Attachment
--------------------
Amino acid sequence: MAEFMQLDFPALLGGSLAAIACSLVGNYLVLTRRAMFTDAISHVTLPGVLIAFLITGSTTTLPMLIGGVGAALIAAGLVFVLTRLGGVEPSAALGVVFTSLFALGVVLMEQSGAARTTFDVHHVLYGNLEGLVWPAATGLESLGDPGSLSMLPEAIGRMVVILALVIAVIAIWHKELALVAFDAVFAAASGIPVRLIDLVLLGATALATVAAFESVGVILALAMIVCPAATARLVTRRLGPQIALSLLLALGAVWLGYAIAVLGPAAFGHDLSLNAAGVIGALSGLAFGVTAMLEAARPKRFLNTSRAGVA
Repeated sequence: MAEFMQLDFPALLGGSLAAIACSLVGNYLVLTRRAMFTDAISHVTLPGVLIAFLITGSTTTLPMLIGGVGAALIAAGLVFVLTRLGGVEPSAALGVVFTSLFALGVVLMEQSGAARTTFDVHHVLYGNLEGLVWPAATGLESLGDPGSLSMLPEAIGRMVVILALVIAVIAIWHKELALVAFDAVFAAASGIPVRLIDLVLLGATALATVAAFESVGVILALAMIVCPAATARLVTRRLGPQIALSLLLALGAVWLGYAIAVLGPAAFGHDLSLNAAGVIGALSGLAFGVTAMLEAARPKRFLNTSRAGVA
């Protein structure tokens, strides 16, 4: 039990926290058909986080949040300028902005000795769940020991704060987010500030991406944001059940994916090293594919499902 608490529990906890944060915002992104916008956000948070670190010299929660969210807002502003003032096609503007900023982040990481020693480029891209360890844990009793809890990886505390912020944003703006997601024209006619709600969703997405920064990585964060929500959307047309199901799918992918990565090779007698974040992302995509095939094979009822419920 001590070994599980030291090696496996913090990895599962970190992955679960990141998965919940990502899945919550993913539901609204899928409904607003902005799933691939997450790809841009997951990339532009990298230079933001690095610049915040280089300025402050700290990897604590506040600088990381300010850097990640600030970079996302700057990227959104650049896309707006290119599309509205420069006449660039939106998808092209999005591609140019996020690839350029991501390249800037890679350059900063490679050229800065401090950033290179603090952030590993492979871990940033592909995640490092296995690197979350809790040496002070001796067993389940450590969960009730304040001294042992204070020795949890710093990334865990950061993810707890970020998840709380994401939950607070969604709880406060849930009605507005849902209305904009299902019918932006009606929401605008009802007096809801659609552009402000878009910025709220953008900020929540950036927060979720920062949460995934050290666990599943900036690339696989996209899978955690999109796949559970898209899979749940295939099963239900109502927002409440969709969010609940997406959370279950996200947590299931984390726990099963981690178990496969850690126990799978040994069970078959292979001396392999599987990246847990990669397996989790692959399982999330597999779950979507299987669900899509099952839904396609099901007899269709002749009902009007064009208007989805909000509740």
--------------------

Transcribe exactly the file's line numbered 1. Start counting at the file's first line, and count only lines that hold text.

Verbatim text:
Amino acid sequence: MAEFMQLDFPALLGGSLAAIACSLVGNYLVLTRRAMFTDAISHVTLPGVLIAFLITGSTTTLPMLIGGVGAALIAAGLVFVLTRLGGVEPSAALGVVFTSLFALGVVLMEQSGAARTTFDVHHVLYGNLEGLVWPAATGLESLGDPGSLSMLPEAIGRMVVILALVIAVIAIWHKELALVAFDAVFAAASGIPVRLIDLVLLGATALATVAAFESVGVILALAMIVCPAATARLVTRRLGPQIALSLLLALGAVWLGYAIAVLGPAAFGHDLSLNAAGVIGALSGLAFGVTAMLEAARPKRFLNTSRAGVA